Title VII includes its own mandatory venue statute, which "seeks to limit venue to the judicial district concerned with the alleged discrimination.'" Passantino v. Johnson & Johnson Consumer Prods., Inc. , 212 F.3d 493, 504 (9th Cir. 2000) (quoting Stebbins v. State Farm Mutual Auto Ins. Co. , 413 F.2d 1100, 1102 (D.C. Cir. 1969)); see also Johnson v. Payless Drug Stores Nw., Inc. , 950 F.2d 586, 587 (9th Cir. 1991) (describing 42 U.S.C. §2000e-5 as "mandatory"). In particular, 42 U.S.C. §2000e-5(f)(3) provides that a plaintiff may bring an action in any judicial district where (1) "the unlawful employment practice is alleged to have been committed, " (2) "the employment records relevant to such practice are maintained and administered, " or (3) "the aggrieved person would have worked but for the alleged unlawful employment practice." If the defendant is not found within any of these districts, a plaintiff is provided a fourth option, and may bring the action "within the judicial district in which the respondent has his principal office." Id.

Plaintiff bases her venue argument on the second prong - that her employment records are maintained and administered in Hawaii. See Doc. No. 12, Pl.'s Opp'n at 5 ("To fall within the ambit of 42 U.S.C. § 2000e-5(f)(3), she needs to show that her employment records are maintained and administered in the District of Hawaii.").[1] But as asserted by Charlene Myles, a Supervisory Human Resources Specialist at the Yongsan Garrison, and Anna Revere, EEO Director at the EEO office in Yongsan Garrison, Plaintiff's employment records are located at the EEO and Human Resources Offices at Yongsan Garrison, not Hawaii. See Doc. No. 5-2, Charlene Myles Decl. ¶ 9;[2] Doc. No. 5-3, Anna Revere Decl. ¶ 7. Plaintiff's arguments to the contrary fail to rebut this evidence.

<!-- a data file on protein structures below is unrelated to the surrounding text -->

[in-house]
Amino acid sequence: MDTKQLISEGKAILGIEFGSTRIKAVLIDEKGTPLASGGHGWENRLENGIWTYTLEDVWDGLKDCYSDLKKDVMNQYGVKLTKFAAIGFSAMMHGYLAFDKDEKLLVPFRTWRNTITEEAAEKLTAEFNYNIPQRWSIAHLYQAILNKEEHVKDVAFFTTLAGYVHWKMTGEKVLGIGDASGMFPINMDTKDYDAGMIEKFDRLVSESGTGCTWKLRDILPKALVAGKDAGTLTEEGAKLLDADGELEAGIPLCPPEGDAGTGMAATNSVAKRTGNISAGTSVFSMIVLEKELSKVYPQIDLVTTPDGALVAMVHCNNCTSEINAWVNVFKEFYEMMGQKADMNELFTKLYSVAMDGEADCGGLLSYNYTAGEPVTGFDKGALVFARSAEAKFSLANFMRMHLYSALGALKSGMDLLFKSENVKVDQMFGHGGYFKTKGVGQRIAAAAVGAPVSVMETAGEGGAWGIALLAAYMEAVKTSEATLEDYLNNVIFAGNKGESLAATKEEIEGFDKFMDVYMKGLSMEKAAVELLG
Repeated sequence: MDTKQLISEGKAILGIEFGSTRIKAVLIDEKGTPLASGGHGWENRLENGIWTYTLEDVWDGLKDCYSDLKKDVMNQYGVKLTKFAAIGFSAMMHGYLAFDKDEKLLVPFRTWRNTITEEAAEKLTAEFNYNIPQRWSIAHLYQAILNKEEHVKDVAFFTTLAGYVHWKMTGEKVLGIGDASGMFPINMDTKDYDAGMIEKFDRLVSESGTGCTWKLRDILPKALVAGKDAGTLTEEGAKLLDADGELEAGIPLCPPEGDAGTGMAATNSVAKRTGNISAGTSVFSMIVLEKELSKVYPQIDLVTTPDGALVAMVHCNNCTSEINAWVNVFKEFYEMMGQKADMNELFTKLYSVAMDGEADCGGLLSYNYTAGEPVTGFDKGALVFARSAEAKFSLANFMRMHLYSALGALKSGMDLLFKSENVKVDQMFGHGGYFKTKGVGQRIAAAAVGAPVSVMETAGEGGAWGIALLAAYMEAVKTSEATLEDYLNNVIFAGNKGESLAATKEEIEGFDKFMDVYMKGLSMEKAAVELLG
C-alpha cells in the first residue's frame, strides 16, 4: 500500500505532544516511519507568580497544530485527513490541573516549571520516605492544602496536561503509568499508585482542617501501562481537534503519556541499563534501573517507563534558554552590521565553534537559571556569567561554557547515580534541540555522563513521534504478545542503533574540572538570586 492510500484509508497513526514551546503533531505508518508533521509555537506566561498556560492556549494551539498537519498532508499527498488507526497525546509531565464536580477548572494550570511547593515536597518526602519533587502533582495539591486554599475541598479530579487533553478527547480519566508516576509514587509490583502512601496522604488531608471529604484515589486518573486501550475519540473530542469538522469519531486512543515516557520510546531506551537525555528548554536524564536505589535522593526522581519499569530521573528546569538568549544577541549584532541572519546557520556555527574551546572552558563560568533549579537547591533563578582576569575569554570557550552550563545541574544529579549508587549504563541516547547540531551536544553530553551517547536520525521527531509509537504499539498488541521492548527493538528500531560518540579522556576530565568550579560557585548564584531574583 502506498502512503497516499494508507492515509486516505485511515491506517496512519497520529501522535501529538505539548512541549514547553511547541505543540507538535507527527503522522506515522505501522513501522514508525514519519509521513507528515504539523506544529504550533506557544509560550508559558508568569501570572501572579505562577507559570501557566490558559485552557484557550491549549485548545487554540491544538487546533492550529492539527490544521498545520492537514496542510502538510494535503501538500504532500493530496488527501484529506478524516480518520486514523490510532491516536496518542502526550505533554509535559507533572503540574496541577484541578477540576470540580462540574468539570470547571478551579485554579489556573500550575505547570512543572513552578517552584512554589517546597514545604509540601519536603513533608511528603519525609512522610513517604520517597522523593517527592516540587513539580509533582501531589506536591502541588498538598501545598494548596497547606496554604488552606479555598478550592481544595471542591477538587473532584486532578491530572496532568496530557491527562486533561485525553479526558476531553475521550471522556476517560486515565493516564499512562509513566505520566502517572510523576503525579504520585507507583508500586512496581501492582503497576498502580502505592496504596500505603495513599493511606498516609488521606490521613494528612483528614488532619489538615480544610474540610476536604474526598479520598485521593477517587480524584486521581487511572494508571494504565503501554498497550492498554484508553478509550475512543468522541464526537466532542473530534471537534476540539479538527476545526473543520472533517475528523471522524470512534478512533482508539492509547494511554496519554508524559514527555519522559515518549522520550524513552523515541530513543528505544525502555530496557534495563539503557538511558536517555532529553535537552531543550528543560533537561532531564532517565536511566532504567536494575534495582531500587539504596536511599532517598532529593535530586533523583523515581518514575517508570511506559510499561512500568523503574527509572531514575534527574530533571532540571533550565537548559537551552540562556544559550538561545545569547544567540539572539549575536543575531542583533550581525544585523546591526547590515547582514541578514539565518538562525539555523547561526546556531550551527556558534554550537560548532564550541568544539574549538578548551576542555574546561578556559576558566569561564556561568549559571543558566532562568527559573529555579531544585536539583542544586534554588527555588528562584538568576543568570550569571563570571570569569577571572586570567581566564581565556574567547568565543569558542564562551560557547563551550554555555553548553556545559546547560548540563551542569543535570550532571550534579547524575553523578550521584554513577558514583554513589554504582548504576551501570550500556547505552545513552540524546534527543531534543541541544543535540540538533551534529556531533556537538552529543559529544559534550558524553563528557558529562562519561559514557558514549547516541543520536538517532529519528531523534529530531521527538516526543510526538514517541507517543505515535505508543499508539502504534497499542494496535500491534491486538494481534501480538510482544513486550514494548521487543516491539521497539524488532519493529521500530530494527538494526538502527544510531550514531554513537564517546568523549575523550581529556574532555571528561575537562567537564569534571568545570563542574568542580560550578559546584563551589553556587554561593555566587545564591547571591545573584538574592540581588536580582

For example, Plaintiff argues that Plaintiff's records appear to be located in the District of Hawaii given that the U.S. Army's website describing the U.S. Army, Pacific ("USAPAC"), provides that the Korea-based U.S. Army's personnel and administrative functions are integrated with the USAPAC, which is headquartered at Fort Shafter, Hawaii. Doc. No. 12-16, Pl.'s Ex. N. Contrary to Plaintiff's argument, the fact that the USAPAC headquarters are located in Hawaii does not establish that Plaintiff's employment records are located in Hawaii. Thus, the integration of the U.S. Army's South Korea operations into USAPAC does not suggest that Plaintiff's employment records are located in this district.

Plaintiff also argues that some of Plaintiff's records are present in Hawaii given that Ms. Mixon prepared her EEO Report in Hawaii. See Doc. No. 12, Pl.'s Opp'n at 5-6. Plaintiff's argument ignores that courts have "firmly rejected the argument that the location where Plaintiff's EEO complaints were initiated and processed provides a basis for venue under prong 2 of § 2000e-5(f)(3)." Ellis-Smith v. Sec'y of Army , 793 F.Supp.2d 173, 176-77 (D.D.C. 2011) (collecting cases). This reasoning is sound - any records in Hawaii are for the administrative processing of Plaintiff's claims and are not "employment records" as contemplated by § 2000e-5(f)(3). See also Amirmokri v. Abraham , 217 F.Supp.2d 88, 90-91 (D.D.C. 2002) ("While it may be true that records relating to plaintiff's unlawful employment practice complaint and the investigation thereof are maintained in the District of Columbia, such records are not employment records' within the meaning of the statute."); Lee v. England , 2004 WL 764441, at *1 (D.D.C. Mar. 9, 2004) ("Plaintiff's assertion that the administrative processing' of his case has been ...